On being a mother

These links are all fairly long, all extremely worthwhile.  Get comfy and enjoy!  Then, if you have time, tell me which one spoke most to your heart.  Why?

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  1. I read all 3, Mary. I had read Jenni’s post yesterday, and it certainly made me think a great deal. Then I read the one re losing yourself, and I thought a little more, and grinned as I recognised so much of myself in it. And then the last one about the Queen. I really thought it would be just a story, but oh, what an incredibly powerful message there is there. I was blown away. And the more I muse about it, the more I see just how subtle yet so important it is to readjust one’s thinking at times.
    I see so many people in that story. People I know. I want them to read this, to understand.
    It is so easy to get bogged down with the grind of daily living, trying to survive, work hard, and sometimes it seems futile, an endless uphill battle. Maybe it is really worth stepping off that treadmill, and re-assessing. Trying a different approach.
    Someone a long time ago, used the analogy of a wheel when referring to the family. I have written about this before, I know. If the family is a wheel, the father is the outer rim, the children the spokes, and the mother, the hub. A wheel will turn with dented rim, and broken spokes, but it cannot work at all if the hub is off centre.
    I am rambling. I think I will go and write something myself. Thanks so much for sending us off to read these amazing posts.

    • Hi Linds,
      I’m so glad you read them all!! I really related to the first two. And to tell the truth, I was mentally dismissive at the start of the third story. But I kept reading in spite of myself, and got sucked in, and by the end I was thinking new thoughts, so much so that last night when my husband got home from work, I remembered that story and treated him a little differently. I agree– there’s a powerful message in this story.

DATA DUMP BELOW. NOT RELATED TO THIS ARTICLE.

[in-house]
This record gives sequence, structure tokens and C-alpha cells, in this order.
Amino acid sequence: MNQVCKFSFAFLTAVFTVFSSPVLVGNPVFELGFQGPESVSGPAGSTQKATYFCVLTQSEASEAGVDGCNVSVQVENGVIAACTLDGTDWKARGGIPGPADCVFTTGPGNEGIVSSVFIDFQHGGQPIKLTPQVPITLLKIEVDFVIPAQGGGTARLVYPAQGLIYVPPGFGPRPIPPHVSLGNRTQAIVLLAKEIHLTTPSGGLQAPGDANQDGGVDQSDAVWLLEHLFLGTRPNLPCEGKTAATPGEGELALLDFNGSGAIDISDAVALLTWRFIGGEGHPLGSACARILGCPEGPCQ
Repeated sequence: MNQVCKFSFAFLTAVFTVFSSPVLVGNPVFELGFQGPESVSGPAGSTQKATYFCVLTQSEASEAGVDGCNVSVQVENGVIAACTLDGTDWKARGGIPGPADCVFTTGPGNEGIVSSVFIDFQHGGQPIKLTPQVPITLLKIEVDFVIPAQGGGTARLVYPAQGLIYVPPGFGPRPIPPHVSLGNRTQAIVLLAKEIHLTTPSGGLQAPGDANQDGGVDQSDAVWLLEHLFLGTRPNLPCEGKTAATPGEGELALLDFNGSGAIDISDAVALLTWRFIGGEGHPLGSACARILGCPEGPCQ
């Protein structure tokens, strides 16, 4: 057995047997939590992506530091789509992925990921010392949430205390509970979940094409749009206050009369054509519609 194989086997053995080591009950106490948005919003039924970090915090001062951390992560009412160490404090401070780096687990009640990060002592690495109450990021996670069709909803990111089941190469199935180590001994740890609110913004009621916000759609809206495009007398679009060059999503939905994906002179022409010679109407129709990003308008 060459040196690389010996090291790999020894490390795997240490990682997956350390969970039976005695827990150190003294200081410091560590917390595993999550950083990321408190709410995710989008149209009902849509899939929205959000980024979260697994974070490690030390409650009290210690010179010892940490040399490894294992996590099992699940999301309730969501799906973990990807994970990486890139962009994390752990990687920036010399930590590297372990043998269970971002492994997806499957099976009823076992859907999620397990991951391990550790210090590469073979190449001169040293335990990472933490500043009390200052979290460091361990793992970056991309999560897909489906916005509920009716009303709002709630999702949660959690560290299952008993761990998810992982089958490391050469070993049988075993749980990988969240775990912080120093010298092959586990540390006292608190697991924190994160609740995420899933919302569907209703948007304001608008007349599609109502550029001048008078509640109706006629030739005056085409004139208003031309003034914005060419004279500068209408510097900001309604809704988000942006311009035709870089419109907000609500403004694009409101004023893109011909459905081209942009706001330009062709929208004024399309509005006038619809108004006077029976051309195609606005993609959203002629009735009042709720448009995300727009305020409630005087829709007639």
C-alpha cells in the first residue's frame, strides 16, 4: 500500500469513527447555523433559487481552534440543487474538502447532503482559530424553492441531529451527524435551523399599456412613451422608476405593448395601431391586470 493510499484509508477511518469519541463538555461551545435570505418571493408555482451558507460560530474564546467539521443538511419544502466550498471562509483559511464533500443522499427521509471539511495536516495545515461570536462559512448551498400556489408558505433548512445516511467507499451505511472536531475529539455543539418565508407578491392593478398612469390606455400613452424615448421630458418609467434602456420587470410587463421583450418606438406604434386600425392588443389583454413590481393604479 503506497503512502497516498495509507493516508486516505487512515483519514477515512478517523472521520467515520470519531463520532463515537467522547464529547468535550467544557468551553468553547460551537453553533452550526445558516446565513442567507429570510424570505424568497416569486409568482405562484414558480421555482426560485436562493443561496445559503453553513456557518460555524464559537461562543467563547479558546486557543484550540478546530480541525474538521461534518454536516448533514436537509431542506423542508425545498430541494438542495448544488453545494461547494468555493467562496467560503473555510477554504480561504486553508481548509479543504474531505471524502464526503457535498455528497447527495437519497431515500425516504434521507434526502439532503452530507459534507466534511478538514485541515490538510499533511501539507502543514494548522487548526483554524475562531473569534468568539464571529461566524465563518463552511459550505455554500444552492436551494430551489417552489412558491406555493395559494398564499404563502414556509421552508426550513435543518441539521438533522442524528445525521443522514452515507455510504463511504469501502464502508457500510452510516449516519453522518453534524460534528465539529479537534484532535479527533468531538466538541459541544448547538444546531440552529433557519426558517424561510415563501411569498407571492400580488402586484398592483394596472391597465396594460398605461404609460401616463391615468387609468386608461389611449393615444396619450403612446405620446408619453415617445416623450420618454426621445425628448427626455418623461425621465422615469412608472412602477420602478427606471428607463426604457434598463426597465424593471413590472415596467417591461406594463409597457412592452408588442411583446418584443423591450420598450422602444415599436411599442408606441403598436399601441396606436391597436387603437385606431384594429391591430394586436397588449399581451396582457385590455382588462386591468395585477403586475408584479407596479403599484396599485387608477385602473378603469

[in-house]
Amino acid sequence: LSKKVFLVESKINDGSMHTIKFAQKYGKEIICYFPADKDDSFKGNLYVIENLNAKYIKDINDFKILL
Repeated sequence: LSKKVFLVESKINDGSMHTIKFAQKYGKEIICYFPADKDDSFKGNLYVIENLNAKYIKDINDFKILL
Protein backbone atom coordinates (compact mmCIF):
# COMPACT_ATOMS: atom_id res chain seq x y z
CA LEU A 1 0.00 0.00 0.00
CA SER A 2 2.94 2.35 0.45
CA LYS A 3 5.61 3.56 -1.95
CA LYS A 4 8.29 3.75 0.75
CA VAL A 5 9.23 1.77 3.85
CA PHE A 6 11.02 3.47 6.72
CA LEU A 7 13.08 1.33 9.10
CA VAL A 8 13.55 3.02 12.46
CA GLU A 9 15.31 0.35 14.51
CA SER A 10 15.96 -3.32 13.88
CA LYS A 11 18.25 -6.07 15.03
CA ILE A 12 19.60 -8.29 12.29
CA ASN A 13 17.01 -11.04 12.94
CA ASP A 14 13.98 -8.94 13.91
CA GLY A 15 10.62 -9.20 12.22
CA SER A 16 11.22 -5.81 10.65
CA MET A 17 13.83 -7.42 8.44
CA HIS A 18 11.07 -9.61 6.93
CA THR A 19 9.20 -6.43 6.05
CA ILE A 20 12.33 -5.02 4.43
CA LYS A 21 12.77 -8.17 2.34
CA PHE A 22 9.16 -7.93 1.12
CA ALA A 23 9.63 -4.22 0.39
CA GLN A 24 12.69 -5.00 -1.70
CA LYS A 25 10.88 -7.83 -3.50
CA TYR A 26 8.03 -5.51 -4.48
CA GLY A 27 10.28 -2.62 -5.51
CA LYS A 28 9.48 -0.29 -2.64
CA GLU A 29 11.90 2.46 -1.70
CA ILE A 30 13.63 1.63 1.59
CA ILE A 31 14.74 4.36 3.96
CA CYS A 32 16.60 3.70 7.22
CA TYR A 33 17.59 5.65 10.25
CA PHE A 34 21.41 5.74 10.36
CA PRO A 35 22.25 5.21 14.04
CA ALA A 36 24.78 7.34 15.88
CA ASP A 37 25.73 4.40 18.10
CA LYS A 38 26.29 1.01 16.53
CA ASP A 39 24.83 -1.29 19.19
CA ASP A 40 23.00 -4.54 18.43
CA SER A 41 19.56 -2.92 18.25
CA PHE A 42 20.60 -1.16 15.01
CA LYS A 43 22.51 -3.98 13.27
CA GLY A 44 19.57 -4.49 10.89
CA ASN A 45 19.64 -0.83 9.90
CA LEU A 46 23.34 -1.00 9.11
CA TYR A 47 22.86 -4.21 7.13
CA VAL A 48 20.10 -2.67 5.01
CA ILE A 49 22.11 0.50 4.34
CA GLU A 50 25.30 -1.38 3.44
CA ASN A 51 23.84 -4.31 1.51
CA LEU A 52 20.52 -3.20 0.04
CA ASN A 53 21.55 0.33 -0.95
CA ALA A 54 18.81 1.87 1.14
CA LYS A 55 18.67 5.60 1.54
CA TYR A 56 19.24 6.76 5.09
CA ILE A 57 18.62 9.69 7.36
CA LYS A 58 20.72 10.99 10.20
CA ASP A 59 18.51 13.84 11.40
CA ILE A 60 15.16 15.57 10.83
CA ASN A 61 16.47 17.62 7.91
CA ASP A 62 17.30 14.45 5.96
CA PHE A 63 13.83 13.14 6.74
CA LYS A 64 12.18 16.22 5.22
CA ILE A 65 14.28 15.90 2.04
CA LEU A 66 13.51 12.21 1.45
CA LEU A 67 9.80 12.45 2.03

2. I loved it! When Queens ride by was my favorite. I sometimes get caught up in my day, with 4 kids and homeschooling, etc, etc, but when I make the time to clean and be ready when my husband comes home, it really does make such a difference for him and the spirit in our home.

  3. I will be honest. I’ve only read the third one, When Queens Ride By. Wow! What a story! It certainly made me stop and think about my “priorities” in life and how they must be looked at again. What a captivating story! I found myself smiling while reading it and cheering her on while thinking about my own self in the background. Certainly an inspirational story that touches anyone who reads it in one way or another… Now, off to read the other two!

  4. I’m not a mom yet (expecting one in August) so maybe that’s why the Queens one really struck me. Or maybe it’s because I’m the one working, and my husband will be the one staying home with the baby when I go back to work. So we’ll be exactly the reverse of that lovely inspiring story. Where does that put me, as a mom and wife? Something to figure out.

  5. David BG says:

    Hi Mary,
    My wife often sends me links to your blog, and I enjoy it. But I have to be honest, this post – in particular the Queen story – deeply offends me. I’m assuming you’re offering it as more than just something to think about and rather offering it as a sort of model for wives, so if I have that wrong, forgive me. And I realize you didn’t write the story too. But as a model for wives, there are three significant problems I see in the Queen story:

    1. Universal vs. Particular. Stories that offer a model for what it means to be a wife or husband or father (or whatever) consistently rely on universal and generic representations. These universal models do a disservice to every unique, particular person because they cannot allow room for the complexity of real lives. I am not “a husband” or “a father.” I am David, husband to Ali, father to Josh and Ben. And my wife is not “a wife” – she is my wife. And I really, really do not want my wife to take any lessons from the wife in this story.